In the end, we fell in love with the boat pretty quickly, and for once, there was no heart dropping discovery that made the boat untenable. She’s the most spacious 38 foot boat we’ve been on. She has an unexpectedly nice interior arrangement, from the galley to the head, to the cabins. She’s exceedingly pretty. She’s decked out in terms of navigational equipment. She’s got new sails, and more than half of the things on board work. Things aren’t all wine and roses of course. I have a to-do list as long as my arm. It includes some major numbers, such as replacing the standing rigging and painting the mast. And there are some systems not working, namely the fresh water pump for the taps. But generally speaking she’s a very solid boat with a lot of years adventure left in her.
I tell you what. You buy this ship, treat her proper; she’ll be with you for the rest of your life.
-Salesman, Firefly, “Out of Gas”
Another thing we noticed along the way was the diversity of attitudes of the brokers. They ranged from used car salesman pushy, to ambivalently unhelpful, to sincerely helpful and honest. I will say that all the brokers seemed to be under attentive to the boats they were selling. I’m not sure if it’s the owner or the broker who’s responsible for this, but if one or the other would spend one day a month tidying up the boat, making sure various onboard systems were in working order, and scheduling routine maintenance on the boat, it would go a long way toward getting the boat sold. Several of the boats we looked at we might well have fallen for if the owner had spend a few thousand dollars fixing things up.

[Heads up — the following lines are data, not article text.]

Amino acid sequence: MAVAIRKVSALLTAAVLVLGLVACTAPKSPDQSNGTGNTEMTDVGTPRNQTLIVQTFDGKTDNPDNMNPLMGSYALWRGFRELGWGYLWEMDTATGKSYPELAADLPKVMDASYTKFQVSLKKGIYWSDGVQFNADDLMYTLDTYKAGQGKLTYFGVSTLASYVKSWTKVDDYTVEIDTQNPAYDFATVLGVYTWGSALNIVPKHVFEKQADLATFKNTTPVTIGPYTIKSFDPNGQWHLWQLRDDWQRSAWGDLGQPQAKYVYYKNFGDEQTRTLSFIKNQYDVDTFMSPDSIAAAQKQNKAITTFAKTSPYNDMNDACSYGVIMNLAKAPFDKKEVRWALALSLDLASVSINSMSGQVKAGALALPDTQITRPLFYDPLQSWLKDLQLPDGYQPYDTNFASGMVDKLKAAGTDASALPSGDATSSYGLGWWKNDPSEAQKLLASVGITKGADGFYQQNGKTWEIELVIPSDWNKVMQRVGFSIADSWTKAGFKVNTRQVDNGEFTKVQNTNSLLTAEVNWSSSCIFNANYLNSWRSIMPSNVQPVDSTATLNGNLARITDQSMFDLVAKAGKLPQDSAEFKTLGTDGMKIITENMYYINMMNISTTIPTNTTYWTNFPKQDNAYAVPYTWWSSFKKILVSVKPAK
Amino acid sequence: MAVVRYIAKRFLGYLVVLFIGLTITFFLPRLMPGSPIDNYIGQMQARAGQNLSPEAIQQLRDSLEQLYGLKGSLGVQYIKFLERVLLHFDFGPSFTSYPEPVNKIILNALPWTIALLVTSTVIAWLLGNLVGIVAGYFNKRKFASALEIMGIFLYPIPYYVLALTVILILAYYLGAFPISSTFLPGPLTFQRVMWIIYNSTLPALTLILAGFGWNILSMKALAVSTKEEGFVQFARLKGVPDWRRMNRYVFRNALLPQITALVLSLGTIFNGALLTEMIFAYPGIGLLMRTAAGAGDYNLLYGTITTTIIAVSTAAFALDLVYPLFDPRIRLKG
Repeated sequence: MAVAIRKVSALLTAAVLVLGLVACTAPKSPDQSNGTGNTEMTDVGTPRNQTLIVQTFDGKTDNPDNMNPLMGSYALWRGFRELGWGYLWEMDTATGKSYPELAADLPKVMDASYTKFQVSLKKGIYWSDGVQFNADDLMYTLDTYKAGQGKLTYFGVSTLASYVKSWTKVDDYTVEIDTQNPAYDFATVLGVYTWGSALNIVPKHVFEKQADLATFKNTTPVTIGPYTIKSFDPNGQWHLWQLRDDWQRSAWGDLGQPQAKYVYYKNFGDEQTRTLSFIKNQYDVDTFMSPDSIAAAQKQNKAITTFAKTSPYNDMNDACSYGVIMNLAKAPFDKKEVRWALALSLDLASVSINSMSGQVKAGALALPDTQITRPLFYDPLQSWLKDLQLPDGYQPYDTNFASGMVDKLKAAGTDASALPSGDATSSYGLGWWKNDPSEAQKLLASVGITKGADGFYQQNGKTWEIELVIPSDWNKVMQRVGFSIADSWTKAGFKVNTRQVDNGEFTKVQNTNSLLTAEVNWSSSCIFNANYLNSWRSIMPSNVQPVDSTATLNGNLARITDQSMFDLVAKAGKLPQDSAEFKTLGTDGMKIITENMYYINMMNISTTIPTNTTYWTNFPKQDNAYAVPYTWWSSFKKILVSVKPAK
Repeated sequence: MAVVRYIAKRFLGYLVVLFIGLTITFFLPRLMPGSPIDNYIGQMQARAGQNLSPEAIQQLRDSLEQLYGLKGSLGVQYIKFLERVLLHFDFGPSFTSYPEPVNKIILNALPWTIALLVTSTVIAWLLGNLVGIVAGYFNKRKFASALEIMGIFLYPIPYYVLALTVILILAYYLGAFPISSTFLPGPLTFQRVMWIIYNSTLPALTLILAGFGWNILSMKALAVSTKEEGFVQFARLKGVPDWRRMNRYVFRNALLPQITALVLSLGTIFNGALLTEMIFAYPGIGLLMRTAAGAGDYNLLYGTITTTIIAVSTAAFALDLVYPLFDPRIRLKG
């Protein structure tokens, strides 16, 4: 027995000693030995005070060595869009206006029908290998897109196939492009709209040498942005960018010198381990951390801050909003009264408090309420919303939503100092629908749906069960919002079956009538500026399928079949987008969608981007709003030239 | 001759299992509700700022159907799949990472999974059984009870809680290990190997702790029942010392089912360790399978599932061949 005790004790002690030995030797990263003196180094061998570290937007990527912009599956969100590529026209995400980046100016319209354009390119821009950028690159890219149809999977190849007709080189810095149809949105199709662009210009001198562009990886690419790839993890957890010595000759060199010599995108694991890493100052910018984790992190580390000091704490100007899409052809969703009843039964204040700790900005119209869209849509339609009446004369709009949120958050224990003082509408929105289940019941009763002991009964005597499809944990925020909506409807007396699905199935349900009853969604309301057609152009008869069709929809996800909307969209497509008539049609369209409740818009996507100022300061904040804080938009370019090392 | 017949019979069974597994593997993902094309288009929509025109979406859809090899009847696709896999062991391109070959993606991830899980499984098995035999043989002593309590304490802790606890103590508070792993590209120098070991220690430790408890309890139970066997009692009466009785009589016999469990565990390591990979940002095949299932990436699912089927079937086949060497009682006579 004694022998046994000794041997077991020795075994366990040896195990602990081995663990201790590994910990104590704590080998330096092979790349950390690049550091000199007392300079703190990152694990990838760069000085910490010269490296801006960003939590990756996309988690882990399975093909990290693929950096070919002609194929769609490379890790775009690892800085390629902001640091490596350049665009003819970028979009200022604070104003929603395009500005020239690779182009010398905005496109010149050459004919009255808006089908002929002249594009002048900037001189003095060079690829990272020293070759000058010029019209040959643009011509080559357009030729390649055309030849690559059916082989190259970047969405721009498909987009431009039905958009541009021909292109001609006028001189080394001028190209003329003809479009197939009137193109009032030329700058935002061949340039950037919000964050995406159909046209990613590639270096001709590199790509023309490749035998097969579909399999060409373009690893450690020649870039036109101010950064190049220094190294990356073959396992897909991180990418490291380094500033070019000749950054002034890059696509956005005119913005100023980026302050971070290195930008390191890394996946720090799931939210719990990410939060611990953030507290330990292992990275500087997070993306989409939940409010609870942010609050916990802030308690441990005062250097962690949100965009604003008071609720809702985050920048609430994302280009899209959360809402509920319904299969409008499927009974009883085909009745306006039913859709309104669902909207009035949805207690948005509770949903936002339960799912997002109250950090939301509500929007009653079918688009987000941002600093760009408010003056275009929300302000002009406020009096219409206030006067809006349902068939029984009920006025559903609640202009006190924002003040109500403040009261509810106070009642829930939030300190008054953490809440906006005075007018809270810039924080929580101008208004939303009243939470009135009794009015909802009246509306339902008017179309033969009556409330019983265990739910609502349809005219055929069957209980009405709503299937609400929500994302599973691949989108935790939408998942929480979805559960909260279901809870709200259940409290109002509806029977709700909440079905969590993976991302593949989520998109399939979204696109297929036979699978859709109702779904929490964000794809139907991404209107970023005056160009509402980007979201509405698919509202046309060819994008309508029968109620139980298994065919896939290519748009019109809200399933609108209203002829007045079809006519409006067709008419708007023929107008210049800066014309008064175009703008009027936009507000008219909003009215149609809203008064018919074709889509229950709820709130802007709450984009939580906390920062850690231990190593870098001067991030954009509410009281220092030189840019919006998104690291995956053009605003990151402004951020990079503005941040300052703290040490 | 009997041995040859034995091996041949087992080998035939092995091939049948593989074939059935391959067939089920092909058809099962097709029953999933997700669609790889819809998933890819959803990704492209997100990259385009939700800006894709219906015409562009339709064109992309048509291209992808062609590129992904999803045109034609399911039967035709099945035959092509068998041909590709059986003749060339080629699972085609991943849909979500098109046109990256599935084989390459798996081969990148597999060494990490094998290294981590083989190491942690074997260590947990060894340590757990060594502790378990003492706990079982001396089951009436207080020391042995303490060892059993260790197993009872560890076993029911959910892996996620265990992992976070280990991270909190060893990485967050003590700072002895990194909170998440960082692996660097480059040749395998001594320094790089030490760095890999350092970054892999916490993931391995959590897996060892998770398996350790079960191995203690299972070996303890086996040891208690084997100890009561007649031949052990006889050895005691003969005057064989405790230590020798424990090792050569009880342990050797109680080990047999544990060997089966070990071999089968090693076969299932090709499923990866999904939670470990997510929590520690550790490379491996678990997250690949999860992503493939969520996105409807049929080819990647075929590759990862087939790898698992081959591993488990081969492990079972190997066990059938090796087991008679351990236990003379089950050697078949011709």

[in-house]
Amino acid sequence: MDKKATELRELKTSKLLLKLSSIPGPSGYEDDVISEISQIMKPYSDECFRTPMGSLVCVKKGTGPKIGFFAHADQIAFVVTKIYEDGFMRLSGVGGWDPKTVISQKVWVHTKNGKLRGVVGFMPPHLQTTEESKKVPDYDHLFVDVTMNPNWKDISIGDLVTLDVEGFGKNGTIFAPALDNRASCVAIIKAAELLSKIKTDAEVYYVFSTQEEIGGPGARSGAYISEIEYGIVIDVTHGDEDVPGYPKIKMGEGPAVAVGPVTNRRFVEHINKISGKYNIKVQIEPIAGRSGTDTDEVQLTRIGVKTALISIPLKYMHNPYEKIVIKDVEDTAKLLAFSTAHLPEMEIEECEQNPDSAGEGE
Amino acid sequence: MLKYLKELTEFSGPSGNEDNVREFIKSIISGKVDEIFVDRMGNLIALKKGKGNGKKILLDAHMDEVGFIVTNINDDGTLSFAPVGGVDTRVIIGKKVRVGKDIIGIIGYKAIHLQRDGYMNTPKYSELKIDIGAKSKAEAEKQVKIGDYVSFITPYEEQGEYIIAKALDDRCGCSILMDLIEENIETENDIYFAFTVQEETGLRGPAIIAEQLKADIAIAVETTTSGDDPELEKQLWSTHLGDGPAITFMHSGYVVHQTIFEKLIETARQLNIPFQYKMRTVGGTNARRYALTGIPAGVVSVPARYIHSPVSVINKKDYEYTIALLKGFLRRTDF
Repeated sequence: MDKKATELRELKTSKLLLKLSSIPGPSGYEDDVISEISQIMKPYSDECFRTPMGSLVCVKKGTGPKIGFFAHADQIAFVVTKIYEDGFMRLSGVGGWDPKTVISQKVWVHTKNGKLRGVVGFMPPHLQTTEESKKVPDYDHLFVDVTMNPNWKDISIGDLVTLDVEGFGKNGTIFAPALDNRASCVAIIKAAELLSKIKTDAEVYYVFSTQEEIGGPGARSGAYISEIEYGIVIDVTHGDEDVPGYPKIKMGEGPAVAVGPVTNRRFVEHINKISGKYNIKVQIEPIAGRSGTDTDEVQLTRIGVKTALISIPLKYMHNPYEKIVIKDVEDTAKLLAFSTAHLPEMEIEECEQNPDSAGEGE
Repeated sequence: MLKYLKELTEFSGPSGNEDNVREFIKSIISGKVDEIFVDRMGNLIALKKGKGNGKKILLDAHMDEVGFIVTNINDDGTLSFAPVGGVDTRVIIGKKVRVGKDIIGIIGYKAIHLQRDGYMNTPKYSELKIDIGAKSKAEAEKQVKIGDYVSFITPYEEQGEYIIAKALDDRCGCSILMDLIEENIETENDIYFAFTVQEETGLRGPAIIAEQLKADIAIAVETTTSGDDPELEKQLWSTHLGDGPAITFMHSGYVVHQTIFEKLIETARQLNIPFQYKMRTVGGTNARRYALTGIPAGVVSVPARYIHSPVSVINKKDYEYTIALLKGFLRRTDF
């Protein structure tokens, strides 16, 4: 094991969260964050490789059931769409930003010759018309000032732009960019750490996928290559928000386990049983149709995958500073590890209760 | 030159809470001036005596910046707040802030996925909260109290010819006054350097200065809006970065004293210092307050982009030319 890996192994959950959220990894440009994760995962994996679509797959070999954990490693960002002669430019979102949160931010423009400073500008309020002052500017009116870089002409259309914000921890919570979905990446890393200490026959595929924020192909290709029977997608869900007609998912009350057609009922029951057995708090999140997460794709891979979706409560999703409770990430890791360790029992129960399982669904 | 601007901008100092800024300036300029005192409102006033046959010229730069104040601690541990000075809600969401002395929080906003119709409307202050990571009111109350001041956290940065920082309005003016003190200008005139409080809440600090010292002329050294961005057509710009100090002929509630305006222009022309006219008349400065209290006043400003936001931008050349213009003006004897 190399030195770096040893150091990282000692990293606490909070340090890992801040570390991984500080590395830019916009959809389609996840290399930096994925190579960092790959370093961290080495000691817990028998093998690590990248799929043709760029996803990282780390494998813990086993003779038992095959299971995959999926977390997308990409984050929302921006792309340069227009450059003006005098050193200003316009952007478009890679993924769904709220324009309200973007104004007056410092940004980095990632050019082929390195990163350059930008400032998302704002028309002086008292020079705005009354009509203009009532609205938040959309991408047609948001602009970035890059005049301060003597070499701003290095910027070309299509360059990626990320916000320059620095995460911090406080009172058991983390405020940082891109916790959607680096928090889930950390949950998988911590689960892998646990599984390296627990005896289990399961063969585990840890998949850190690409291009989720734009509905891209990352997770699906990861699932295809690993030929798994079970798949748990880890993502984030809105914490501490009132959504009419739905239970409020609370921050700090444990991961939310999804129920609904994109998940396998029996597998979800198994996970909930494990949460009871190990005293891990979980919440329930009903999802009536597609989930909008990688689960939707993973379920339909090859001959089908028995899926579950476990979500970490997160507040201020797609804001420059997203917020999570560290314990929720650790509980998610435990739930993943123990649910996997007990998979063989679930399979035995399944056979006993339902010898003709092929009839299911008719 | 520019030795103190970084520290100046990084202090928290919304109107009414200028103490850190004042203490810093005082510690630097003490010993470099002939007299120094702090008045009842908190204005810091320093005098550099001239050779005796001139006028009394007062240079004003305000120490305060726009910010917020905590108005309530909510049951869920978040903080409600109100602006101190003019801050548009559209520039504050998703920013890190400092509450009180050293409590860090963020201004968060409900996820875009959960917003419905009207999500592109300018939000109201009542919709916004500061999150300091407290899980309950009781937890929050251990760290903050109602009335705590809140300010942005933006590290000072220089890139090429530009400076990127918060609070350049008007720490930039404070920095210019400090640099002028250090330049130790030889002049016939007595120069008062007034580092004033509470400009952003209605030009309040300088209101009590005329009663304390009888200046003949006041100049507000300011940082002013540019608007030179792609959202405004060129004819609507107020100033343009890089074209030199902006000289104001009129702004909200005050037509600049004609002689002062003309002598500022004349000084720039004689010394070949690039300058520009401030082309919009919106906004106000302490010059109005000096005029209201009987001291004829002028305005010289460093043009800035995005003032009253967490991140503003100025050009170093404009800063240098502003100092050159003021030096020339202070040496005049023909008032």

In the end we wound up buying a boat from my least favorite broker, Marotta Yachts of Sausalito. Luckily I had one of the most helpful brokers we interacted with, Bearmark Yachts, representing us as the buyer. Without John Saul of Bearmark Yachts, the deal definitely wouldn’t have gone as smoothly if it had happened at all. Marotta was the most hands off, un-personable establishment we dealt with. Their procedure for showing boats is to leave it open and give you the slip number. While I do appreciate having some time alone to poke around the boat, it’s also nice to have some one to talk to, ask questions of, and get advice from (Passage Yachts and Pacific Imports also scored high in this regard). So when John offered to set up the viewing and come along with us, I really appreciated it.
It was only after that that I discovered the buyer’s broker system, where by, if the buyer has their own broker, the two brokers simply split the commission at no extra cost to the buyer. This worked out perfectly, and John came through again on the sea trial, where the sales person Marotta sent out professed to “not know the first thing about sailboats.” And finally the entire Bearmark Yachts team, from the owner on down, did a great job getting the deal done even with me on a sailing trip to the Channel Islands with very limited connectivity. I think the moral of this is 1) if you want to sell your sailboat, choose your broker carefully, and 2) as a buyer, pick your favorite broker, and have them represent you with whomever you end up buying from.
Stay tuned for our next post where you’ll get to know Serenity a lot better…